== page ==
In marking his 1000th post, fellow beer blogger Tandleman suggested (as we read it) that beer blogging was in the doldrums at the moment — that Twitter had stolen some of the conversation that used to take place in the comments sections of blogs and that beer bloggers were therefore less motivated to write new posts. Others seconded that emotion. (© Smokey Robinson.)
Speaking for ourselves, we’ve never had more energy and enthusiasm for blogging, but we do know what they mean. With that in mind, here are a few things that keep us keen, which you may or may not find useful.
1. Johnny Five needs input!
Read a book, visit a pub, drink something new, go to a museum, watch a film… It doesn’t have to be directly beer-related: we’re sufficiently obsessed with beer that even the most mundane and tangential experience can trigger an idea for a blog post.
2. “You’ve got to have a project.”
An acquaintance of ours used to say that with reference to his love life, but it applies more generally. Maybe it’s a book; maybe it’s a self-imposed ‘mission’; a contribution to the collective wisdom; or a record of a trip abroad; but it doesn’t really matter. The point is, if we have a goal, we have a reason to write a post, rather than putting it off until, suddenly, it’s been six months since we last wrote anything.
3. Try something new to spice things up.
Yes, this has all gone a bit Dear Deidre. When we’re bored of writing, we take some photographs, make a graph, dig up some videos, paint pictures, cook something. We write in a different voice to the one we normally employ. We make a list. Go off topic. Blog about blogging.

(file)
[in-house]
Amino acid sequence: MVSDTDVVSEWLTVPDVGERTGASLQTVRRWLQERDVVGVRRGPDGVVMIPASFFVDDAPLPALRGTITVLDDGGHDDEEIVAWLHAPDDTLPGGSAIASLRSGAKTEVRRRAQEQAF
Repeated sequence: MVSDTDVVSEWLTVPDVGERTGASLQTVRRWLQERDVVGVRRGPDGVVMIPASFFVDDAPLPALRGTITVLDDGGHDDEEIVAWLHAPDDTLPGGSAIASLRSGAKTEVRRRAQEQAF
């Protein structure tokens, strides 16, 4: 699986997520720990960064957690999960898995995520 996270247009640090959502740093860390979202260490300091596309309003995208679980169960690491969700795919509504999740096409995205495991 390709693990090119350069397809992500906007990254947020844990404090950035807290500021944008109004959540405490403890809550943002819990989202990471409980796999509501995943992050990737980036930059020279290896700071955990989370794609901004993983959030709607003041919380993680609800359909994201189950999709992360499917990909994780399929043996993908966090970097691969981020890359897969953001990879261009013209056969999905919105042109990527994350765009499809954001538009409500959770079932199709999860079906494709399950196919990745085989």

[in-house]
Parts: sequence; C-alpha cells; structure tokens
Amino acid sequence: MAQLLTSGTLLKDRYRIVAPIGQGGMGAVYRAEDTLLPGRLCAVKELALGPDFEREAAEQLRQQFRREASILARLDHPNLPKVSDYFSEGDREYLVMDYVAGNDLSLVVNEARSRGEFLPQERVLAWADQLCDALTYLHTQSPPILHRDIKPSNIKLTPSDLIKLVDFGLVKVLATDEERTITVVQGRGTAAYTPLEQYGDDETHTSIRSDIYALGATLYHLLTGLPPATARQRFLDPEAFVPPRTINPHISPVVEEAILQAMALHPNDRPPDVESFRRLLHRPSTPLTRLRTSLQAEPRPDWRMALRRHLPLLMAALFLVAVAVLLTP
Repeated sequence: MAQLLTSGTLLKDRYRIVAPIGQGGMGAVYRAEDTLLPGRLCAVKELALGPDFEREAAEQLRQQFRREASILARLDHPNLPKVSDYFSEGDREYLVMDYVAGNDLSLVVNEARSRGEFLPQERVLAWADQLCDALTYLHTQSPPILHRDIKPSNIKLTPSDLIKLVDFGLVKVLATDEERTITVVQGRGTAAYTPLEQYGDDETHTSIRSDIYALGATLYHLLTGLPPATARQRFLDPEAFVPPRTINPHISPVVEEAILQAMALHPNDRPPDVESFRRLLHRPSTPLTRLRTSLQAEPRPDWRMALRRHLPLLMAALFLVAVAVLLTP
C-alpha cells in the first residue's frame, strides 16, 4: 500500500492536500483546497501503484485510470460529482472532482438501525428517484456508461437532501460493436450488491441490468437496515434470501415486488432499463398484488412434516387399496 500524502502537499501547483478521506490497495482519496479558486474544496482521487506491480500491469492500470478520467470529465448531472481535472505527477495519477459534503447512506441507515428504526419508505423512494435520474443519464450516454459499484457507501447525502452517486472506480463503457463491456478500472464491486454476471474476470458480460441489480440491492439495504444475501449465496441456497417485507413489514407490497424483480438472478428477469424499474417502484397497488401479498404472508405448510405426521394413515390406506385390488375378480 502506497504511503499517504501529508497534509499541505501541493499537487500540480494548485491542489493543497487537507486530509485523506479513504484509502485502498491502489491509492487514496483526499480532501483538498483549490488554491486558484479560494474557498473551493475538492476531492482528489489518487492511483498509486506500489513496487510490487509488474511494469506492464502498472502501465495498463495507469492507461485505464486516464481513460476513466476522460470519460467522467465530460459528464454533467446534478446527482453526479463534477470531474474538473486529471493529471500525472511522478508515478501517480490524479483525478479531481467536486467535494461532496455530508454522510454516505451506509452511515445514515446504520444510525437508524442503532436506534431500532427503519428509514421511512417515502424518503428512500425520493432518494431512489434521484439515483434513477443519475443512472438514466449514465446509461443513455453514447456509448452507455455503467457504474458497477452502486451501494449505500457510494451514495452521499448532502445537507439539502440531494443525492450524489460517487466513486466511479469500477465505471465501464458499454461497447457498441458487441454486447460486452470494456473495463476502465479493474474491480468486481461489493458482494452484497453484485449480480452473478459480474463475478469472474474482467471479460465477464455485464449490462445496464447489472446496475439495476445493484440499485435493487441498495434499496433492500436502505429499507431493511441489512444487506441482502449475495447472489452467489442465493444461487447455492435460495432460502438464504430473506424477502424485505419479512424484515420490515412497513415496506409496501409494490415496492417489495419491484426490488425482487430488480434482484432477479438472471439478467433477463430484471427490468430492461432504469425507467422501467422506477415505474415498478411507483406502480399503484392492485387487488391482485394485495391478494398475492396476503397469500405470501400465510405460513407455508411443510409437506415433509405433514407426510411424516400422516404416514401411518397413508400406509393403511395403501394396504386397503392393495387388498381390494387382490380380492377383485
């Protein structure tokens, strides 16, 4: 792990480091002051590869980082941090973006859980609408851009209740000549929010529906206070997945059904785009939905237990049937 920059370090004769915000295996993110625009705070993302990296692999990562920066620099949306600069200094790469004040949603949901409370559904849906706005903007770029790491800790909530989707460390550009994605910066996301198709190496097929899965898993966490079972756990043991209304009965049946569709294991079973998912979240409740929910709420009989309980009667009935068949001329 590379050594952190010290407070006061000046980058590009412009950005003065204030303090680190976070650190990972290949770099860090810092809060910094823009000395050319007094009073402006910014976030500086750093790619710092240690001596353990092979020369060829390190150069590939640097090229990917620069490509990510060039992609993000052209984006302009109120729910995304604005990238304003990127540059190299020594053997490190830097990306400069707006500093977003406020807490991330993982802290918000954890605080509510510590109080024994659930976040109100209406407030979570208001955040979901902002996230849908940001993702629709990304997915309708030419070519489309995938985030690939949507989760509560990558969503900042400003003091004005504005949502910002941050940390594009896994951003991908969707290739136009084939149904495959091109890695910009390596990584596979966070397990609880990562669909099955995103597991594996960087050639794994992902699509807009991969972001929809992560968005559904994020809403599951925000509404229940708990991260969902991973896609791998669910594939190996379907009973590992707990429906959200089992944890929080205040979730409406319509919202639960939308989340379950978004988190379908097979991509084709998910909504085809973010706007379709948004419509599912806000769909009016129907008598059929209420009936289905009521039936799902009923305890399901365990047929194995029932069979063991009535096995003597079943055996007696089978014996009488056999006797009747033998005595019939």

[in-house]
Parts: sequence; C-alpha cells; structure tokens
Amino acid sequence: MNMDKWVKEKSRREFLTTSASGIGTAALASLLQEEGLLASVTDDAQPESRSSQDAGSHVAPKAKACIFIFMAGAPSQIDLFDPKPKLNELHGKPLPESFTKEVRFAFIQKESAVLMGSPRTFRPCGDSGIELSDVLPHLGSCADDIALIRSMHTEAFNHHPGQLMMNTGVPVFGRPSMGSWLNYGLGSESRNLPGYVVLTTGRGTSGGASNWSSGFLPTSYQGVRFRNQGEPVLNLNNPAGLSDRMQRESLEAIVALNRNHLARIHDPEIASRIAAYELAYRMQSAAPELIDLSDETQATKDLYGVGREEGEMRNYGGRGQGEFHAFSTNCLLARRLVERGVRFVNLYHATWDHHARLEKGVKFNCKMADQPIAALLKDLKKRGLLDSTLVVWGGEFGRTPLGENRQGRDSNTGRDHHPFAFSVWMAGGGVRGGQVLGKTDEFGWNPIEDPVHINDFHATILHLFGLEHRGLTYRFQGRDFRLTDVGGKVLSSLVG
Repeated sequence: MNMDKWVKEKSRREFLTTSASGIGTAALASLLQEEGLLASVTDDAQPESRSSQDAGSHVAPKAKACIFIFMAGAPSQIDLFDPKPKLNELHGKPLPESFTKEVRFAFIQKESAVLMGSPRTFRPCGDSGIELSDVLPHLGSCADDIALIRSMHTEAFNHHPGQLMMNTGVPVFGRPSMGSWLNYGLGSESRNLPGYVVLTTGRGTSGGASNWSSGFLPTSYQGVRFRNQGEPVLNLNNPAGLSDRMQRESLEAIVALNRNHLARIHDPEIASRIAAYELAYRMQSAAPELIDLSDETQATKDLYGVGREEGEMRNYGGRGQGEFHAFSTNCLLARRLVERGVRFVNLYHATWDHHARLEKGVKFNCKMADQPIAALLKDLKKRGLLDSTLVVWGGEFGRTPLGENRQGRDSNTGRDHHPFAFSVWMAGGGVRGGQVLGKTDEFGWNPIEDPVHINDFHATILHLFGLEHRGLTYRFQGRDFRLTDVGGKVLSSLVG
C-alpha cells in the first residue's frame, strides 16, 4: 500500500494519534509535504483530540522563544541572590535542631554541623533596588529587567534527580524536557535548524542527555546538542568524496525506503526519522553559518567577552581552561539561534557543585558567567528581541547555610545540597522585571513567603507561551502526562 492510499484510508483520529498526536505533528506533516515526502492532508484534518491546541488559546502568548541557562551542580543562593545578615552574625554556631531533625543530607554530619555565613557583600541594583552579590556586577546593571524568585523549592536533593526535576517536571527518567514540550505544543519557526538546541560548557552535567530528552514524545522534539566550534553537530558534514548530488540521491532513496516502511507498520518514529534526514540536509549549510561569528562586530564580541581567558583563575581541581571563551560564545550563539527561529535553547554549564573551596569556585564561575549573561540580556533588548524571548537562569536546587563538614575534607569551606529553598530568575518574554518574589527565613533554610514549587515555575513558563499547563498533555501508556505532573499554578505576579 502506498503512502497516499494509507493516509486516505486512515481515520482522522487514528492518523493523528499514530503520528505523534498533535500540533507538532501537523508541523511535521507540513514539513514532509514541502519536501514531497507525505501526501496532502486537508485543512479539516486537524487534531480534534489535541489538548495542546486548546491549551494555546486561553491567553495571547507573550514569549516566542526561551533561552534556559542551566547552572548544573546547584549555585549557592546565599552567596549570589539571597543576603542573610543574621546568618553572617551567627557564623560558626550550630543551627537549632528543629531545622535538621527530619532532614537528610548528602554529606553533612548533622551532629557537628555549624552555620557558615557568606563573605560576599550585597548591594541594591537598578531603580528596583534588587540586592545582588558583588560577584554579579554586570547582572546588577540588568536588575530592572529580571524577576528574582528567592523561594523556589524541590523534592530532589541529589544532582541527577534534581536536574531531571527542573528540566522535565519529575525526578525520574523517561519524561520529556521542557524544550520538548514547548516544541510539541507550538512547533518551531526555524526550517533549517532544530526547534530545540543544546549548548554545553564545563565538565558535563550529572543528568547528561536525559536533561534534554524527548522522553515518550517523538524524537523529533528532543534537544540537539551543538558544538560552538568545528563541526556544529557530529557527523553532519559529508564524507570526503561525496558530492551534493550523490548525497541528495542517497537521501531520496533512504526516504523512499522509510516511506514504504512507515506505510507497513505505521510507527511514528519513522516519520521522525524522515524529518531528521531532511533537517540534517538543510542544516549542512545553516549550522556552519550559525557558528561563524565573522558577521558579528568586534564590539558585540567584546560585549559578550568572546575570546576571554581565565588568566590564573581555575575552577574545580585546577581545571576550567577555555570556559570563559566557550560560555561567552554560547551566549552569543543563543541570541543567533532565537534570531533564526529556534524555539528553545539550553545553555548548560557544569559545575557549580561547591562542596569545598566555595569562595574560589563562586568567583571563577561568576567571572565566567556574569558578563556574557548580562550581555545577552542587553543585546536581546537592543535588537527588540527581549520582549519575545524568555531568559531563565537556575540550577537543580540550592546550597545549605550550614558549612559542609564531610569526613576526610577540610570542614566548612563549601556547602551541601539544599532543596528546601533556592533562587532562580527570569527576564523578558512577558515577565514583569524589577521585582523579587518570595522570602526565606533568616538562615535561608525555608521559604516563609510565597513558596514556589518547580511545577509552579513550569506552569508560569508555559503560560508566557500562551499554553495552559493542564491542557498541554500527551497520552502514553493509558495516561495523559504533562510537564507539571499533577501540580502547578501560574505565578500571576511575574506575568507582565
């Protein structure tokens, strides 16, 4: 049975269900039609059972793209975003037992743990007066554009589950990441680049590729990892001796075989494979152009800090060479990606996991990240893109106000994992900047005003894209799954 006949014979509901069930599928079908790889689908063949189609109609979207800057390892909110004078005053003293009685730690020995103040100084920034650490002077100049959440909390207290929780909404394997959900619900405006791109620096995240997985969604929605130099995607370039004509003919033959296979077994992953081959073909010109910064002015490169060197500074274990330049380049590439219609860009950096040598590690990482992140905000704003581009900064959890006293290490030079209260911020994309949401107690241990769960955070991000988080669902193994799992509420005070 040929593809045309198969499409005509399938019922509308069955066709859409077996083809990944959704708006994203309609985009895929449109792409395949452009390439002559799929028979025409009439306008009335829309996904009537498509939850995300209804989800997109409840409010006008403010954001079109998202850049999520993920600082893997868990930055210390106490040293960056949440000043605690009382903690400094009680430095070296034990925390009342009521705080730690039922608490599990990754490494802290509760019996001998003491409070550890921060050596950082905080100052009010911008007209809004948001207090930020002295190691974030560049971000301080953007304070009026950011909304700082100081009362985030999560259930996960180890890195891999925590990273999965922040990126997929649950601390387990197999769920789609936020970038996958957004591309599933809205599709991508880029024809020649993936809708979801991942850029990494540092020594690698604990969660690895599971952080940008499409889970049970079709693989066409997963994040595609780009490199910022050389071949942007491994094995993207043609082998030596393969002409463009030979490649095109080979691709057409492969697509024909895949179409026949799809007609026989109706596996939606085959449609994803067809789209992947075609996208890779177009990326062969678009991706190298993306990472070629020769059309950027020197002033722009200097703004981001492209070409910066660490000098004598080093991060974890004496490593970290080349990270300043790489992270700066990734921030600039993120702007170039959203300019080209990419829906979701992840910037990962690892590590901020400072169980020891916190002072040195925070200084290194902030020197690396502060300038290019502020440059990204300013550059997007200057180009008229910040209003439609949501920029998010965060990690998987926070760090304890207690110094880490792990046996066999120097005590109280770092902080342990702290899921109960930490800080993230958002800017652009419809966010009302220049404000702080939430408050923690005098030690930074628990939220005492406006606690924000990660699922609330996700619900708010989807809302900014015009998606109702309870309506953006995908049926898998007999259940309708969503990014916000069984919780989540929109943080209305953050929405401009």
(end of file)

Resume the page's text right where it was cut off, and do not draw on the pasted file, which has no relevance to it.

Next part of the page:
4. Avoid the bloggers’ equivalent of Dartitis.
The longer the gap between posts, the more seems to be riding on the next one. We try not to agonise too much about whether to post something: we write quickly, read it through, and bung it up. If people don’t like it, so what? You win some, you lose some. It’ll be forgotten tomorrow when we put up the next post, and the one after that.
5. Take a break before you quit.
It’s always sad when bloggers quit. When we really lost enthusiasm in 2010, and thought about quitting, what we actually did was take a break. We decided how long it was going to be and announced it, without feeling the need to apologise. At the end of that period, our notebooks were bulging with ideas for posts we wanted to write. (If they hadn’t been, then that would have been the sign to call it a day.)
Please forgive us for blogging about blogging — we don’t do it often, relatively speaking.